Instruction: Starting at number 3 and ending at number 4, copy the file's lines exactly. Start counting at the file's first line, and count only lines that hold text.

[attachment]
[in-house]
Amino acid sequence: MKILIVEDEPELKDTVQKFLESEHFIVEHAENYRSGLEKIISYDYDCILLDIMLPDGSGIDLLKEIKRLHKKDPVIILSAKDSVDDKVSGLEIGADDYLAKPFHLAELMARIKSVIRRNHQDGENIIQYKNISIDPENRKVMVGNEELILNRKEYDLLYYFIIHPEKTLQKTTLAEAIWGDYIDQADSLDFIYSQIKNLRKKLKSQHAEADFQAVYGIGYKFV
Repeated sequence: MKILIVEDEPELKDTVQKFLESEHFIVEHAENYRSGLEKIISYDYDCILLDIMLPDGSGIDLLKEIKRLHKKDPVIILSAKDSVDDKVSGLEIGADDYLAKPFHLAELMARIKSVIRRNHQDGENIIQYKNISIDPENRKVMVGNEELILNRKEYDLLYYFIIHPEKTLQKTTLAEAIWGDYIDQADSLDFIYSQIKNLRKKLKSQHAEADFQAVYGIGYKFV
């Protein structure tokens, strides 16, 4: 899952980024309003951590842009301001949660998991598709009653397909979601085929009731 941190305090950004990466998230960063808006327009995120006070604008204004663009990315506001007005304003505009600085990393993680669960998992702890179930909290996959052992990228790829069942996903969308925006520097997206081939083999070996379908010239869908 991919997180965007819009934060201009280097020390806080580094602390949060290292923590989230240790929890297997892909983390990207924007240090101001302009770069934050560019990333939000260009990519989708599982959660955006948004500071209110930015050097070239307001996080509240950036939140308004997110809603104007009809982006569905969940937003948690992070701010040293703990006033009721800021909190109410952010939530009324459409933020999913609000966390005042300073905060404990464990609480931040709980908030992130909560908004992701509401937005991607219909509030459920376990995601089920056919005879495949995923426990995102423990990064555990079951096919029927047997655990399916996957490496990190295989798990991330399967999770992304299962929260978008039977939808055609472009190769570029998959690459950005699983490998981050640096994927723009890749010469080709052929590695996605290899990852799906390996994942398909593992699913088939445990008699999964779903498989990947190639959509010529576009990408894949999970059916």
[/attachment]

Repeated sequence: MKILIVEDEPELKDTVQKFLESEHFIVEHAENYRSGLEKIISYDYDCILLDIMLPDGSGIDLLKEIKRLHKKDPVIILSAKDSVDDKVSGLEIGADDYLAKPFHLAELMARIKSVIRRNHQDGENIIQYKNISIDPENRKVMVGNEELILNRKEYDLLYYFIIHPEKTLQKTTLAEAIWGDYIDQADSLDFIYSQIKNLRKKLKSQHAEADFQAVYGIGYKFV
């Protein structure tokens, strides 16, 4: 899952980024309003951590842009301001949660998991598709009653397909979601085929009731 941190305090950004990466998230960063808006327009995120006070604008204004663009990315506001007005304003505009600085990393993680669960998992702890179930909290996959052992990228790829069942996903969308925006520097997206081939083999070996379908010239869908 991919997180965007819009934060201009280097020390806080580094602390949060290292923590989230240790929890297997892909983390990207924007240090101001302009770069934050560019990333939000260009990519989708599982959660955006948004500071209110930015050097070239307001996080509240950036939140308004997110809603104007009809982006569905969940937003948690992070701010040293703990006033009721800021909190109410952010939530009324459409933020999913609000966390005042300073905060404990464990609480931040709980908030992130909560908004992701509401937005991607219909509030459920376990995601089920056919005879495949995923426990995102423990990064555990079951096919029927047997655990399916996957490496990190295989798990991330399967999770992304299962929260978008039977939808055609472009190769570029998959690459950005699983490998981050640096994927723009890749010469080709052929590695996605290899990852799906390996994942398909593992699913088939445990008699999964779903498989990947190639959509010529576009990408894949999970059916």